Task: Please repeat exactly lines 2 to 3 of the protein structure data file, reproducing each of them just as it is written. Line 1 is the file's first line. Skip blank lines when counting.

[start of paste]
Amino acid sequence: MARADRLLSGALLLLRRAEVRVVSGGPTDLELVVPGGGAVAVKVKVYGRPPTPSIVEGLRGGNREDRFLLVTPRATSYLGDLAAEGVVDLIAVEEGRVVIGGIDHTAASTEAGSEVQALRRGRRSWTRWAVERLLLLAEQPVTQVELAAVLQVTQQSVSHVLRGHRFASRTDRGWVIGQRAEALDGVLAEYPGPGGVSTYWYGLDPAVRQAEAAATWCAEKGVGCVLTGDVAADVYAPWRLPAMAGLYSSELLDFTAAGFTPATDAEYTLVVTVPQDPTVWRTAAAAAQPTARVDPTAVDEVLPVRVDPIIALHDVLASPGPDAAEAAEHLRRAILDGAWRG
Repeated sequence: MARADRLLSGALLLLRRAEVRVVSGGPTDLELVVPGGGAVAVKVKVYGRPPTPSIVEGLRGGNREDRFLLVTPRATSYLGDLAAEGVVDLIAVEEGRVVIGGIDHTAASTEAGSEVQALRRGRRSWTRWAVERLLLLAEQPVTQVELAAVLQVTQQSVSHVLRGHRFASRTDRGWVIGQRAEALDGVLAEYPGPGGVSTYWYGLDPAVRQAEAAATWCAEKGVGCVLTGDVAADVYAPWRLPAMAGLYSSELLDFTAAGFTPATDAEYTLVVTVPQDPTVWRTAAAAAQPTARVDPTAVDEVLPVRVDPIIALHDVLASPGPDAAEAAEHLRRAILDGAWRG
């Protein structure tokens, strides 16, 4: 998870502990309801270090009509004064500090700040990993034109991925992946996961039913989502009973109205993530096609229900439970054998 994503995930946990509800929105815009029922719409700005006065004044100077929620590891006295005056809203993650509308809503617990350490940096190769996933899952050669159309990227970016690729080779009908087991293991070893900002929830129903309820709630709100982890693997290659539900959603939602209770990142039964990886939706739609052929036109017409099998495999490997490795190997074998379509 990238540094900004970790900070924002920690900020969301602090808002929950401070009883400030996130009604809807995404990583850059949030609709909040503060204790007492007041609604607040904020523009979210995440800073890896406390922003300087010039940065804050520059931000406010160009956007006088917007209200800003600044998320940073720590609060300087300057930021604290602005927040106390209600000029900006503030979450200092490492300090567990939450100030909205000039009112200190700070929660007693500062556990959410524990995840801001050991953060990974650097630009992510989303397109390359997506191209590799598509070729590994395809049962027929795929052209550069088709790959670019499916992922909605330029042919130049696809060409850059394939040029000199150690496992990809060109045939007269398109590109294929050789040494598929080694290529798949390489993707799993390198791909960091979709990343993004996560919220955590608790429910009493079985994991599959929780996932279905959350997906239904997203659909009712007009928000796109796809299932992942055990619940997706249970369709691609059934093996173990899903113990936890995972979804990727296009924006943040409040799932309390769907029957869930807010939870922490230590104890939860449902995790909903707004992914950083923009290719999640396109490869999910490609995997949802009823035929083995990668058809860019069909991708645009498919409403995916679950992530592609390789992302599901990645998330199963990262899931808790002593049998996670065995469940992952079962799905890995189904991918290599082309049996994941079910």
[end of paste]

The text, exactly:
Repeated sequence: MARADRLLSGALLLLRRAEVRVVSGGPTDLELVVPGGGAVAVKVKVYGRPPTPSIVEGLRGGNREDRFLLVTPRATSYLGDLAAEGVVDLIAVEEGRVVIGGIDHTAASTEAGSEVQALRRGRRSWTRWAVERLLLLAEQPVTQVELAAVLQVTQQSVSHVLRGHRFASRTDRGWVIGQRAEALDGVLAEYPGPGGVSTYWYGLDPAVRQAEAAATWCAEKGVGCVLTGDVAADVYAPWRLPAMAGLYSSELLDFTAAGFTPATDAEYTLVVTVPQDPTVWRTAAAAAQPTARVDPTAVDEVLPVRVDPIIALHDVLASPGPDAAEAAEHLRRAILDGAWRG
């Protein structure tokens, strides 16, 4: 998870502990309801270090009509004064500090700040990993034109991925992946996961039913989502009973109205993530096609229900439970054998 994503995930946990509800929105815009029922719409700005006065004044100077929620590891006295005056809203993650509308809503617990350490940096190769996933899952050669159309990227970016690729080779009908087991293991070893900002929830129903309820709630709100982890693997290659539900959603939602209770990142039964990886939706739609052929036109017409099998495999490997490795190997074998379509 990238540094900004970790900070924002920690900020969301602090808002929950401070009883400030996130009604809807995404990583850059949030609709909040503060204790007492007041609604607040904020523009979210995440800073890896406390922003300087010039940065804050520059931000406010160009956007006088917007209200800003600044998320940073720590609060300087300057930021604290602005927040106390209600000029900006503030979450200092490492300090567990939450100030909205000039009112200190700070929660007693500062556990959410524990995840801001050991953060990974650097630009992510989303397109390359997506191209590799598509070729590994395809049962027929795929052209550069088709790959670019499916992922909605330029042919130049696809060409850059394939040029000199150690496992990809060109045939007269398109590109294929050789040494598929080694290529798949390489993707799993390198791909960091979709990343993004996560919220955590608790429910009493079985994991599959929780996932279905959350997906239904997203659909009712007009928000796109796809299932992942055990619940997706249970369709691609059934093996173990899903113990936890995972979804990727296009924006943040409040799932309390769907029957869930807010939870922490230590104890939860449902995790909903707004992914950083923009290719999640396109490869999910490609995997949802009823035929083995990668058809860019069909991708645009498919409403995916679950992530592609390789992302599901990645998330199963990262899931808790002593049998996670065995469940992952079962799905890995189904991918290599082309049996994941079910």